Physical attractiveness, mood, and the decision to card for the purchase of alcohol: Evidence for a mood-management hypothesis 1
Research has shown that physical attractiveness is associated with a decrease in being carded for the purchase of alcohol. Two studies examine whether this relationship might be moderated by the mood of the decision maker. Participants were randomly assigned to a 2 × 2 (Mood: Positive or Neutral × Attraction: High or Low) factorial design in which they first described a series of positive (or negative) life events, and then viewed a video of a female college student. Males were less likely to card an attractive target than an unattractive target; negative mood increased the tendency for an unattractive target to be carded, and decreased the tendency for an attractive target to be carded. Study 2 considered whether this influence may have been a result of the participant's interest in dating the target. Female subjects rated a female target in terms of their willingness to have the target date their brother or a close friend. Data revealed an interesting mood by attractiveness interaction, indicating that an attractive target was less likely to be carded, and a positive mood state appeared to enhance this general tendency. Results from both studies are interpreted within a mood-management conceptual framework.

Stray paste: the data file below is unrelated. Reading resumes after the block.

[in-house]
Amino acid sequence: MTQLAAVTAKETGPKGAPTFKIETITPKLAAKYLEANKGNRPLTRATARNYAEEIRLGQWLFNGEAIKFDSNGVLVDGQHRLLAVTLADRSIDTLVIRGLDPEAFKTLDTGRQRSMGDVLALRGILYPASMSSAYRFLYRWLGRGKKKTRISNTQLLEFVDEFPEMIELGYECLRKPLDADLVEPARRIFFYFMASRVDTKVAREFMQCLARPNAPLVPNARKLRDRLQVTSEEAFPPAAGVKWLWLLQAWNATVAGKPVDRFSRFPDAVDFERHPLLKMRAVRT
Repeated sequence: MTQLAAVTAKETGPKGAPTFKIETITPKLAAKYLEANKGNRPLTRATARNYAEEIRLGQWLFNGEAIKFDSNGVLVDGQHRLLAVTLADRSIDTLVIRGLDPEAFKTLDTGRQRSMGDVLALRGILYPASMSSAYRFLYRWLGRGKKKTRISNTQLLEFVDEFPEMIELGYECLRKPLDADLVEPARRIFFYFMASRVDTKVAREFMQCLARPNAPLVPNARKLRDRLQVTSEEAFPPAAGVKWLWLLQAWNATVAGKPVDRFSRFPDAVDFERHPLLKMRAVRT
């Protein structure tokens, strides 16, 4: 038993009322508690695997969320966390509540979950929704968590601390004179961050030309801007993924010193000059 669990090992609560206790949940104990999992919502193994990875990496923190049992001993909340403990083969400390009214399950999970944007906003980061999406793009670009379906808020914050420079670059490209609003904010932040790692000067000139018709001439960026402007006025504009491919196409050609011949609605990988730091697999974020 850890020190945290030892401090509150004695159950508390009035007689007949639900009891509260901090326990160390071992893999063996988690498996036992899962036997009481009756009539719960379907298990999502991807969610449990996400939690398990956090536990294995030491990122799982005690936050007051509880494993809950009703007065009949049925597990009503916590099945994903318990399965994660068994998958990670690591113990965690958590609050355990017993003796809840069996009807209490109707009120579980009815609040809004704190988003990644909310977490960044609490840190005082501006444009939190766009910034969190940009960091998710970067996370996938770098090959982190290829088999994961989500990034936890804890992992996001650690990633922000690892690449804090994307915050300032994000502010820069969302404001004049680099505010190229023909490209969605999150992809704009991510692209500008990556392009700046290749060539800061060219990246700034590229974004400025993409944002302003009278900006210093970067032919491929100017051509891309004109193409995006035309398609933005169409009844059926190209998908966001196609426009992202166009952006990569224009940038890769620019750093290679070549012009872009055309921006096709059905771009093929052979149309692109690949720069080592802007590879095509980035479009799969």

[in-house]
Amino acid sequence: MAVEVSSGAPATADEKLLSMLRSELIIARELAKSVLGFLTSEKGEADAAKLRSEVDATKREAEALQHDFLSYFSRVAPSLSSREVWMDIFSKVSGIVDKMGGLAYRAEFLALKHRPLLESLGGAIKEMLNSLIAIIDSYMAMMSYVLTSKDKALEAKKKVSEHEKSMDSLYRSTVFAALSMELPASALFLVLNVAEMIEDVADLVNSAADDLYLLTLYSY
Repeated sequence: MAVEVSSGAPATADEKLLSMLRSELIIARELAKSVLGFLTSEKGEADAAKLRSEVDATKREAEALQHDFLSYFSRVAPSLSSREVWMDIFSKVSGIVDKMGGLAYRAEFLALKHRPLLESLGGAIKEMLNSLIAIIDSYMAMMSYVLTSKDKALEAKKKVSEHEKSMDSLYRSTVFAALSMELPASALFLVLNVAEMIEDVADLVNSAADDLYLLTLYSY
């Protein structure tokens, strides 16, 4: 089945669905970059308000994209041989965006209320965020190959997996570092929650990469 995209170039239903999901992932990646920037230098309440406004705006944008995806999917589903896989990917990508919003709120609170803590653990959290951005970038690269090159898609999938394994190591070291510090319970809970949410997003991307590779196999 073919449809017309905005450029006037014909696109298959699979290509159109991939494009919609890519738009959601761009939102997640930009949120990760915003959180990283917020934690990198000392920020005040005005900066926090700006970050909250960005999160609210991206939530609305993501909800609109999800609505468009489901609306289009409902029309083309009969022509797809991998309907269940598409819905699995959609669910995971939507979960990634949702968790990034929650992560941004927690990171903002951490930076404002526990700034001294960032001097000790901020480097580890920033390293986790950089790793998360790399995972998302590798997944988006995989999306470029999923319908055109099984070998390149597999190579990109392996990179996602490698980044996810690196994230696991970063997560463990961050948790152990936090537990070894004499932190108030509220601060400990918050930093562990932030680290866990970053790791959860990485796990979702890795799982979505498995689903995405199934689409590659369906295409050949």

Journal of Applied Social Psychology
McCall, Michael, "Physical attractiveness, mood, and the decision to card for the purchase of alcohol: Evidence for a mood-management hypothesis 1" (1999). Faculty Articles Indexed in Scopus. 2364.